• The person's response to this event involved intense fear, feelings of helplessness, or horror.
  • The person repeatedly re-experiences the event in at least one of the following forms:
    • Repetitive, intrusive recollections of the event, including images, thoughts or perceptions (visions, hearing or smelling the same smell or sounds that occurred that day, etc.).
    • Recurrent dreams or nightmares about the event in question.
    • Feeling as if he or she is reliving the traumatic experience (i.e., experiencing flashbacks, hallucinations or other vivid sense of experiencing the event again).
    • The person experiences extreme psychological distress upon being reminded of or thinking about the traumatic experience.
    • The person has an actual physical reaction upon being reminded of or thinking about the traumatic experience.
    • The individual avoids experiencing stimuli associated with the traumatic event or shows signs of general numbing of feelings and interest in everyday life, in the form of three or more of the following:
      • Avoiding thinking about or discussing the traumatic event.
      • Avoiding the place, people, or activities that are associated with the traumatic event.
      • Blocking out (experiencing amnesia about) important memories associated with the precipitating event.
      • Diminished interest in or participation in formerly enjoyed activities.
      • Feelings of emotional detachment or estrangement from others.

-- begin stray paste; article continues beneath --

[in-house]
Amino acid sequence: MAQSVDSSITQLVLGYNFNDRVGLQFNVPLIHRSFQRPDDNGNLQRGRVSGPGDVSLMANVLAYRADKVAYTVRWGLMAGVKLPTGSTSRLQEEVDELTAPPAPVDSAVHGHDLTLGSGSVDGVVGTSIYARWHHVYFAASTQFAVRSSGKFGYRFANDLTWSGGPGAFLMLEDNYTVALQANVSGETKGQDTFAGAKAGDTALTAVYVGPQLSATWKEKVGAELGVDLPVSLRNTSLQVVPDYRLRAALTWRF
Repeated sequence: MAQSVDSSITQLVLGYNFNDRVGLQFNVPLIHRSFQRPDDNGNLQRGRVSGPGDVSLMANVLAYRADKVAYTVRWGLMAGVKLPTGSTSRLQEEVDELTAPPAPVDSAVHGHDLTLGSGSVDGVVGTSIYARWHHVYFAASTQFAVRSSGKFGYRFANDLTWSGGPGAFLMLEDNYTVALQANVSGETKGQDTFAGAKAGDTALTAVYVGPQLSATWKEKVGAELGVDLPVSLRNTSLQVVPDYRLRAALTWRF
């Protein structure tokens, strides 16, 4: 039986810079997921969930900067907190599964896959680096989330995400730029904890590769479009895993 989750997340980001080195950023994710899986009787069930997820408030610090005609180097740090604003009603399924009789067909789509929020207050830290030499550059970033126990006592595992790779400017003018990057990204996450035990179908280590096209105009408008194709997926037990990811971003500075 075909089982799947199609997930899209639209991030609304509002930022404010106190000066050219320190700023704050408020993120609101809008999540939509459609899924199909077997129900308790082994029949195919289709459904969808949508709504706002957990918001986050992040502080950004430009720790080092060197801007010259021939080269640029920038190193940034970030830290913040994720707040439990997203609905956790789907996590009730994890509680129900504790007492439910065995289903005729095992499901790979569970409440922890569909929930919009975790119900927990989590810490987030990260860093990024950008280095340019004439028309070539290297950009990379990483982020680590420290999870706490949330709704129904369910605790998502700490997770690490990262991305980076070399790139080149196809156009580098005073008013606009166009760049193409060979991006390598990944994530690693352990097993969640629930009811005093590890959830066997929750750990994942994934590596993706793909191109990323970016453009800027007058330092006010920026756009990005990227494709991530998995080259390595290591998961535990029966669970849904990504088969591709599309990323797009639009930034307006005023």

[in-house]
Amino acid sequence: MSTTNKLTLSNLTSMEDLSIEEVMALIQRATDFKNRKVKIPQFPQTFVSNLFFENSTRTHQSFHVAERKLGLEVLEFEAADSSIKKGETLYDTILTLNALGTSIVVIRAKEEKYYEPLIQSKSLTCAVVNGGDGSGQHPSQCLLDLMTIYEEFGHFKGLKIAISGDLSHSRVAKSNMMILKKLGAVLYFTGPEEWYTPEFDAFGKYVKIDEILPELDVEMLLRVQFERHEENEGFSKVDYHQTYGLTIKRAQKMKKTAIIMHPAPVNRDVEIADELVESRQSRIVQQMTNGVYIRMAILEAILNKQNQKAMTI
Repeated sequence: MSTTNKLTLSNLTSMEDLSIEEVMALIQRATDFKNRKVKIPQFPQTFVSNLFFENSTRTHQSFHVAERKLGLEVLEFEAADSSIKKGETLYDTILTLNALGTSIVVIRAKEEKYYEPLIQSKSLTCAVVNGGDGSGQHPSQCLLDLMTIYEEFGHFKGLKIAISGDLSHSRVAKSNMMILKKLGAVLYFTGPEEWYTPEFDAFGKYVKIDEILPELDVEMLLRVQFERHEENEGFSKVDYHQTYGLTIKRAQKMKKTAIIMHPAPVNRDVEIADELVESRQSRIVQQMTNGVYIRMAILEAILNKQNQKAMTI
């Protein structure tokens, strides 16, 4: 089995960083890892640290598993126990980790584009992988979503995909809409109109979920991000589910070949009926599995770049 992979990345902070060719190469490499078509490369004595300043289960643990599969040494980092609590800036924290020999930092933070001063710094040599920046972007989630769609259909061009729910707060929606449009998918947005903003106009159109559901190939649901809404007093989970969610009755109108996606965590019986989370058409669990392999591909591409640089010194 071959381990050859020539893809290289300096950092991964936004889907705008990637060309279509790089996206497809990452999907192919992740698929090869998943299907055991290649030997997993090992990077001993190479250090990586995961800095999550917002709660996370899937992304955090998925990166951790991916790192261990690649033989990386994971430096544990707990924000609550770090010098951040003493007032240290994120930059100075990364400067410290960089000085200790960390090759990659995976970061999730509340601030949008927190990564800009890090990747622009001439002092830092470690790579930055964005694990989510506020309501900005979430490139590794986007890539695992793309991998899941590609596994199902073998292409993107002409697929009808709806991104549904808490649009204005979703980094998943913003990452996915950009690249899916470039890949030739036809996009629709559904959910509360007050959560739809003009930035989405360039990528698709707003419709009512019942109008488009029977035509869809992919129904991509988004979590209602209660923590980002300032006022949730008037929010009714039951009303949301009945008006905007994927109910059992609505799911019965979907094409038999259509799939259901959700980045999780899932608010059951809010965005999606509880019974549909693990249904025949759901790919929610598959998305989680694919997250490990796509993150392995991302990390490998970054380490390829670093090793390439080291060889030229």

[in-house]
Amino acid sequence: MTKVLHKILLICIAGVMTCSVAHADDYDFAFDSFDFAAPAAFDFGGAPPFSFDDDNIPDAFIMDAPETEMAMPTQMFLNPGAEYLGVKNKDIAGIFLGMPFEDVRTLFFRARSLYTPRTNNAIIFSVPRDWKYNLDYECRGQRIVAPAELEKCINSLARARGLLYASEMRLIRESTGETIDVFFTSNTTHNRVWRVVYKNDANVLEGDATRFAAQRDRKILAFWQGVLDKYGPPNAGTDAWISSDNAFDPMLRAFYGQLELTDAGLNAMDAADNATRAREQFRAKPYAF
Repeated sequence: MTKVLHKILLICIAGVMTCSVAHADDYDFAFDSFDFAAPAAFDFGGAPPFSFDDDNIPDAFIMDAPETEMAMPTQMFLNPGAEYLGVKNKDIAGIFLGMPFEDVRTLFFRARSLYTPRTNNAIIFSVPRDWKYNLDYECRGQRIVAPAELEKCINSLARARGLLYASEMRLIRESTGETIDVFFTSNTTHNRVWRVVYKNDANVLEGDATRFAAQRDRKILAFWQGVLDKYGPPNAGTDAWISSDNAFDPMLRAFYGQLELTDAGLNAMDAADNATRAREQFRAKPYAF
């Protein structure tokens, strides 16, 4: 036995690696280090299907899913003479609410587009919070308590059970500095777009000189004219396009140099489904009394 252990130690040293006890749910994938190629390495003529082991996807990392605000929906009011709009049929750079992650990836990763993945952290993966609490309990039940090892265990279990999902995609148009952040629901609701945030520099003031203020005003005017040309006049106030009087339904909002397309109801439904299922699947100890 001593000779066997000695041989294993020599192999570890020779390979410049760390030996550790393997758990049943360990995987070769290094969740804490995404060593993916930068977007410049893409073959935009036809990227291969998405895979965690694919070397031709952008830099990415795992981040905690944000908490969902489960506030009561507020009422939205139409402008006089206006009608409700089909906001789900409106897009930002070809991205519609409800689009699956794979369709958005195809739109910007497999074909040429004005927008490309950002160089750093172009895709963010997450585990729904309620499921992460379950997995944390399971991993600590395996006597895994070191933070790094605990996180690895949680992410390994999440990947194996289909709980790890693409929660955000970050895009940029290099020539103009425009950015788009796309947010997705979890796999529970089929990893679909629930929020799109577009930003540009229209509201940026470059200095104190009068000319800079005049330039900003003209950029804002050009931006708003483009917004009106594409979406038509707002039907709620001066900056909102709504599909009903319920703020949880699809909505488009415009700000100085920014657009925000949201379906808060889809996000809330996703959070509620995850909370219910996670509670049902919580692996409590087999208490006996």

• Dampening of emotions -- feeling that emotions have a restricted range, i.e. unable to feel love towards others.
      • Expectations about future are foreshortened; that is, the person believes that his or her life will be cut short, or that he or she will never reach normal milestones, such as marriage, birth of children, career, etc.
    • The person experiences frequent and persistent symptoms of increased physiological arousal (his or her body appears ready to react rapidly in case of another stressful event), in the form of two or more of the following:
      • The person has difficulty falling asleep or staying asleep.
      • He or she appears irritable or has emotional or angry outbursts.
      • He or she experiences difficulty concentrating.
      • His or her senses are hypervigilant and she or he appears to be constantly on the lookout for threats.
      • He or she startles easily.